Pulitzer Prize-winner Elizabeth Strout is regarded as one of America’s finest writers. Her latest novel is a powerful study of an emotionally charged mother/daughter relationship.
Recovering from complications after having her appendix removed, 30–something Lucy Barton is visited by her near-estranged mother.
Lucy is confined to her Manhattan hospital bed for nine long weeks, but it’s this brief five-day stretch that provides the focal point around which the larger narrative of her life is tightly coiled. Jumping both forward and backward in time, we come to understand that Lucy lives a life defined by acute isolation and loneliness.
Until she’s eleven, she and her family lived in a garage in the rural Illinois town of Amgash. There was no central heating, no bathroom, just a “trickle of cold water from a makeshift sink,” and all of them—mother, father, brother, sister and Lucy—together in the one room, with no escape from their father.
His abuse of his children, which is the result of Post Traumatic Stress Disorder he’s suffering after serving in the Second World War, hangs like a heavy shadow over the text.
It’s hinted at in various absences and ellipses, both in the larger narrative of Lucy's life and the bedside conversations between mother and daughter, but it is never fully articulated or acknowledged.
“The result is an extraordinary achievement: clear and concise, but inordinately moving.”
A kind-hearted school janitor lets Lucy stay after classes, providing her with a warm room where she can lose herself in homework and novels before she has to return home, but otherwise she is “friendless and scorned.”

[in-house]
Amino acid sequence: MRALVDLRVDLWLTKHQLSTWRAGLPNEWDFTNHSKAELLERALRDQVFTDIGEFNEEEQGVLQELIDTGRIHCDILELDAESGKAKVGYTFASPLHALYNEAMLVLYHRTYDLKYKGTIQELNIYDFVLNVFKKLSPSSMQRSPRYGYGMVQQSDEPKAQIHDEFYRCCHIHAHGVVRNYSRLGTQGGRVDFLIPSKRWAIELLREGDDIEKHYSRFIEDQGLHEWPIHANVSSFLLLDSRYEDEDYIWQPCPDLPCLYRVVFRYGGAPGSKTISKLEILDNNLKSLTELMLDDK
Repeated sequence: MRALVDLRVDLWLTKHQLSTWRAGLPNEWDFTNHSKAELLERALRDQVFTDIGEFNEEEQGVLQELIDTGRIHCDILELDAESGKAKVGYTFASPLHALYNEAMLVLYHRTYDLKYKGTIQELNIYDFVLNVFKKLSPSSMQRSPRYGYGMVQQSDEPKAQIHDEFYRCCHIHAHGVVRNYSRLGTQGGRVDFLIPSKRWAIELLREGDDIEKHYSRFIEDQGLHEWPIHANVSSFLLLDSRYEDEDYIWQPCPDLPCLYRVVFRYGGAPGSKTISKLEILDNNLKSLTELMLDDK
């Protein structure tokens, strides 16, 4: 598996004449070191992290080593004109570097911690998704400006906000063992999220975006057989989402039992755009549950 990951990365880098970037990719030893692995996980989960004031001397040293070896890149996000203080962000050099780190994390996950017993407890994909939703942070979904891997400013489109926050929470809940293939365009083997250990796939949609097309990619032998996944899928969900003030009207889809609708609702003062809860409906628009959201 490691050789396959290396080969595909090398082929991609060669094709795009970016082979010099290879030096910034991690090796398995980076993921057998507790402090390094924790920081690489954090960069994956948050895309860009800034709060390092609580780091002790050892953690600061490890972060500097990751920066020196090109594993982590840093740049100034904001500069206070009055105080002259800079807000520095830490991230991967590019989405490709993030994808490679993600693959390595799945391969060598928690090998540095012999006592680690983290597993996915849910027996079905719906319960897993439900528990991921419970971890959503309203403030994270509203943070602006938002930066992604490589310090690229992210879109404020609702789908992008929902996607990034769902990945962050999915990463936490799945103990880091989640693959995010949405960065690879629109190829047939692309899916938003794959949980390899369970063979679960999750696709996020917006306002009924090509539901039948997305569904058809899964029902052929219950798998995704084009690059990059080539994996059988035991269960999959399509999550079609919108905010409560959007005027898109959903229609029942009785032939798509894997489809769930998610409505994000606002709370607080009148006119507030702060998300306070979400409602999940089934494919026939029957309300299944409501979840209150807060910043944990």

We see the lasting effects of this early experience as the novel progresses. “Lonely was the first flavor I had tasted in my life,” she explains, “and it was always there, hidden inside the crevices of my mouth, reminding me.”
Lucy Barton moves to New York, gets married and has her own children. She fulfills her lifelong ambition of becoming a writer, and a successful one at that; one who actually makes money. But despite all outward signs that suggest otherwise, she’s haunted by loneliness.
Raised with so little, with “only the inside of my head to call my own,” her outlook on life is different to that of nearly everyone around her. The only people with whom she feels any real affinity are two characters marked by their own fragility: the kind, fatherly doctor who sees her twice a day but only charges her for five visits, and a writer who encourages Lucy in her work.
“Lonely was the first flavor I had tasted in my life and it was always there, hidden inside the crevices of my mouth, reminding me.”
In many ways the novel can be read as a companion piece to Strout’s earlier work, the Pulitzer prize-winning Olive Kitteridge. Olive is a cantankerous teacher in a small Maine town, stood somewhat apart from the larger community around her.
Here she hones in on Lucy’s inner experience, depicting first-hand what it’s like to live a life of not belonging. The result is an extraordinary achievement: clear and concise, but inordinately moving.
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